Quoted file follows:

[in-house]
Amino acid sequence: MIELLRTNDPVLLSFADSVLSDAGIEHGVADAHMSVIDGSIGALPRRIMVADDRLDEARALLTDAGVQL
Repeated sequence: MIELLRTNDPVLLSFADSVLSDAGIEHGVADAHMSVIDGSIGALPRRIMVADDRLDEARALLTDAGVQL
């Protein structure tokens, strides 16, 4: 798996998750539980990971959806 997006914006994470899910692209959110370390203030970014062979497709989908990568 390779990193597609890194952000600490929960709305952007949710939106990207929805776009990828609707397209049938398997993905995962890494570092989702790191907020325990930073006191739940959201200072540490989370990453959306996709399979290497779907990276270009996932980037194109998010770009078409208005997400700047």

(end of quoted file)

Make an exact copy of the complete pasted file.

[in-house]
Amino acid sequence: MIELLRTNDPVLLSFADSVLSDAGIEHGVADAHMSVIDGSIGALPRRIMVADDRLDEARALLTDAGVQL
Repeated sequence: MIELLRTNDPVLLSFADSVLSDAGIEHGVADAHMSVIDGSIGALPRRIMVADDRLDEARALLTDAGVQL
């Protein structure tokens, strides 16, 4: 798996998750539980990971959806 997006914006994470899910692209959110370390203030970014062979497709989908990568 390779990193597609890194952000600490929960709305952007949710939106990207929805776009990828609707397209049938398997993905995962890494570092989702790191907020325990930073006191739940959201200072540490989370990453959306996709399979290497779907990276270009996932980037194109998010770009078409208005997400700047």